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Mizzou WBB: The good, the not-so-good and the bad through non-conference play

At 9-4, the Robin Pingeton’s squad has put together a mixed bag of results. Here are some takeaways from their opening stretch of games.

Cal Tobias/Rock M Nation

Through 13 games, Mizzou women’s basketball stands at 9-4 at the end of non-conference play. The first couple of months and change have seen a mixed bag of results from Robin Pingeton’s crew; they have a quality win (Illinois), a quality loss (Virginia in OT), close losses to mid-majors (Saint Louis and Kent State), a handful of beatdowns against lesser mid-majors and a blowout loss (Kansas State).

Although MU isn’t even halfway done with their season, this seems like an apt time to step back and reflect, especially considering that Mizzou’s next game isn’t until Jan. 4 at LSU. Through non-conference play, here’s some of the good, the not-so-good, and the bad from Mizzou women’s basketball.

The Good

The scoring burden has largely been lifted off of Hayley Frank

Yes, Frank still leads the team in points and remains the top-scoring option on offense. She started the season slowly, averaging just 10 points per game in Mizzou’s first three games. However, Frank was dealing with injury as well as an upper respiratory virus, and she appeared to have shaken it off by game four, as she’s averaged 23 points per game over MU’s next five games.

Unlike last season, however, she hasn’t been required to become Atlas and carry Mizzou’s offense on her shoulders. While Lauren Hansen offloaded some of the heavy shot-creation responsibilities, it was mostly The Hayley Frank Show on offense. Whenever Mizzou desperately needed a basket, whether it was late in the shot clock or late in the game, it was fairly obvious who was going to get the ball.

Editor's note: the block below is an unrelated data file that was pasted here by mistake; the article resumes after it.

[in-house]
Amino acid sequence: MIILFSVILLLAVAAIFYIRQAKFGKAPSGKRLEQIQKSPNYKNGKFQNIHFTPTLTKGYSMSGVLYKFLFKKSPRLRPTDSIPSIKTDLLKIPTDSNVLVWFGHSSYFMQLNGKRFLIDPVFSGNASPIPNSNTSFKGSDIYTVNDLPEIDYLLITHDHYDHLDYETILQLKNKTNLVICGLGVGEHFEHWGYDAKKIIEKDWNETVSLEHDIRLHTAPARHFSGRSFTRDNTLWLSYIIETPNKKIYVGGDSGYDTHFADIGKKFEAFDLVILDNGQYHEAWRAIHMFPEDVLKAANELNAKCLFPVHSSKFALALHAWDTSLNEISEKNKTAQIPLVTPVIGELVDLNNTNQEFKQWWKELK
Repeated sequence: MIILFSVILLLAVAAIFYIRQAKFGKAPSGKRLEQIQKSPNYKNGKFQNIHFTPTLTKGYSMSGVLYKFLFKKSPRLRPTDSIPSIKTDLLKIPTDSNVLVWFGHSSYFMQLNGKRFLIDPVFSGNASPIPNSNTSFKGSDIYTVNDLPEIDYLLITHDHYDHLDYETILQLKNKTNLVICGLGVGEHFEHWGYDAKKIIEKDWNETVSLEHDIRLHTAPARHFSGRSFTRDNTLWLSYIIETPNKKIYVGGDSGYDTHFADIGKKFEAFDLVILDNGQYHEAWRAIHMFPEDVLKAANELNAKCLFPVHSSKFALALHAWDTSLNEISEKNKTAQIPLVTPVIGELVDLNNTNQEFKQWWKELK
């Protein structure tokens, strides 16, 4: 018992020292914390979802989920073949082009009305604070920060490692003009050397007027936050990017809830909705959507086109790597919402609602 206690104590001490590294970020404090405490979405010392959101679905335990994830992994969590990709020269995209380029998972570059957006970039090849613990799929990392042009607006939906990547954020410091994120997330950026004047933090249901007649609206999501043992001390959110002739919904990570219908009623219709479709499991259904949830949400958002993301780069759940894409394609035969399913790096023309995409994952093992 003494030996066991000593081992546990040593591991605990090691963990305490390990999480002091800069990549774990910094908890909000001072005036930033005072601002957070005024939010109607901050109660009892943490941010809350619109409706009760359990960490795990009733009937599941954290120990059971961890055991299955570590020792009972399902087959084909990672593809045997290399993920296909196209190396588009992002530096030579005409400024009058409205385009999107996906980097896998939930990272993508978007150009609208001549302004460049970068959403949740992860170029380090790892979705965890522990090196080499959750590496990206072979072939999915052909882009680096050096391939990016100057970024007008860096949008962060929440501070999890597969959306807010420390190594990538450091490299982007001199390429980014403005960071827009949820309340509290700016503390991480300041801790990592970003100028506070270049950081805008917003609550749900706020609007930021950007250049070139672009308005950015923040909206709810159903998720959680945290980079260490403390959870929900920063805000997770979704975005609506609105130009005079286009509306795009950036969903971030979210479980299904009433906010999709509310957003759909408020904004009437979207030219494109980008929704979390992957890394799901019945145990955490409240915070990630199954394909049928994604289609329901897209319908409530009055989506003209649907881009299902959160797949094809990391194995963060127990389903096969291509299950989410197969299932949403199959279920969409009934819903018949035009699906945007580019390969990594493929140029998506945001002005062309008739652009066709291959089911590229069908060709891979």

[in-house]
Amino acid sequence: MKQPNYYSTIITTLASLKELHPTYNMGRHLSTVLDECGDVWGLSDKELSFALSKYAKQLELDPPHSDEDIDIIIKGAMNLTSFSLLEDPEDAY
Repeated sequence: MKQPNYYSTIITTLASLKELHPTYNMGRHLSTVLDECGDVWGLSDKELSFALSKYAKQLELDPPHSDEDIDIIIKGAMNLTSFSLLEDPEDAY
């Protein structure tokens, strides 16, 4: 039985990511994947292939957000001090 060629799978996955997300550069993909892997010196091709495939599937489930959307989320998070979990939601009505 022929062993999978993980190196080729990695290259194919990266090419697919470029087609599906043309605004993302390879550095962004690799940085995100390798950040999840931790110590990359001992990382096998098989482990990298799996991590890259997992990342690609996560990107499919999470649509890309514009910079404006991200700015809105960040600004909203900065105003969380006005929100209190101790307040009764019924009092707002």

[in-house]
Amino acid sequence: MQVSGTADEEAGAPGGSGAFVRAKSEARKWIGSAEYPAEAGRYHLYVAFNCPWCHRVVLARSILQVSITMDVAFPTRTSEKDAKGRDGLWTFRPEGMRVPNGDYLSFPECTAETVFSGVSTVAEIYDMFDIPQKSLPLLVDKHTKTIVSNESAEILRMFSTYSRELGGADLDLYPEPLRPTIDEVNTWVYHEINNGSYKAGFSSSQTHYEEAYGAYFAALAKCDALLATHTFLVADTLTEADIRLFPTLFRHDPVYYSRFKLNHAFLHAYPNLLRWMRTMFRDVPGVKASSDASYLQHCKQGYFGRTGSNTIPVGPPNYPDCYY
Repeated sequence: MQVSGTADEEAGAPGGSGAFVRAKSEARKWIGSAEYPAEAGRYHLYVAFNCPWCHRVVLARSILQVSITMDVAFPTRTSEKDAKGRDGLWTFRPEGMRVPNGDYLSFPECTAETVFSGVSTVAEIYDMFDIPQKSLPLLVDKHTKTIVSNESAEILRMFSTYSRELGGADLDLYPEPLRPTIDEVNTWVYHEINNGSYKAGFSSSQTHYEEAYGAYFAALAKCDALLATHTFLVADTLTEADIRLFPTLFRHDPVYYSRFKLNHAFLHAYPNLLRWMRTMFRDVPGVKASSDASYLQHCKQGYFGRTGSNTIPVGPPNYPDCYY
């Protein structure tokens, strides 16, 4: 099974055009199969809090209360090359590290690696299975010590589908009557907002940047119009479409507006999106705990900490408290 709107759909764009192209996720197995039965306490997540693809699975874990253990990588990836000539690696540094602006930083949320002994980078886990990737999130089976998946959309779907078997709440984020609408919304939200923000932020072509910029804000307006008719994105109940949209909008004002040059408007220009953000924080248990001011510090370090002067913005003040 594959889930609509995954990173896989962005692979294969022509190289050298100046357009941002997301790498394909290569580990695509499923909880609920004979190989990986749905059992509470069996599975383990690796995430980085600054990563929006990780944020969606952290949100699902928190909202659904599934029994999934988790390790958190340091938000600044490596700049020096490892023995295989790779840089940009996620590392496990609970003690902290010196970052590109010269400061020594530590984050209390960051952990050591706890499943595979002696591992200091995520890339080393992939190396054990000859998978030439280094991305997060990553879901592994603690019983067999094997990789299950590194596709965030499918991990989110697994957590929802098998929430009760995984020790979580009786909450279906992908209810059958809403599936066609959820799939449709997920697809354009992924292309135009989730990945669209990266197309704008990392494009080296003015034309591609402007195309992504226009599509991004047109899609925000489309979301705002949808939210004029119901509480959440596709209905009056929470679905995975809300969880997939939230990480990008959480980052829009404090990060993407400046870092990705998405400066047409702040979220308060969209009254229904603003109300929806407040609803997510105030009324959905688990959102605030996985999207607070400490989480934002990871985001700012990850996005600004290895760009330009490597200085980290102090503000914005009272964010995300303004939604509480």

Now, that isn’t nearly as much of the case. Last season, Frank scored 23.8% of the team’s points, and she and Hansen combined registered 43.8% of the team’s points. This season, however, Frank’s number has decreased to 20.5% and Frank and MU’s second-leading scorer, Ashton Judd, have combined for 38.8% of the overall scoring.

The sugar has certainly been spread a lot more in 2023-24, and it’s arguably made them more dangerous offensively than last season. They’ve already had four players score 20+ points in a game, and freshman Abbey Schreacke’s game-high of 17 isn’t too far behind. Through 13 games in 2022-23, Mizzou averaged 70.1 points per game; in that same number this season, that number’s gone up to 78.8 with a similar strength of schedule.

“On any given night, we’ve got several people that can put numbers up for us,” Pingeton said after Mizzou’s win over Indiana State on Nov. 9.

Ashton Judd has taken a scoring leap

Before the season, a Judd breakout seemed likely, especially with the way Pingeton talked about her growth over the offseason.

“I thought she had a tremendous June and July. Really put a lot of time in, she did two-a-days just about every day of the summer,” Pingeton said back in October. “It’s been fun to see the growth in her, and we’re going to need her to step up.”

And gosh, has she ever stepped up. It’s easy to see that sophomore Judd is far different than freshman Judd, both in the box score and on the court. Through 13 games, she’s doubled her points per game number from seven to 14. That included a seven-triple, 31-point outburst against Indiana State and three other 20+ point performances. Even when she hasn’t shot efficiently, she’s made up for it on the glass with four games of 10+ rebounds.

On the court, Judd’s comfortability finding her own shot has skyrocketed. A chunk of her perimeter scoring has come as a spot-up shooter, especially in transition. But she’s also become a reliable on-ball scorer, which has produced a handful of highlights like this ankle breaker against Indiana State: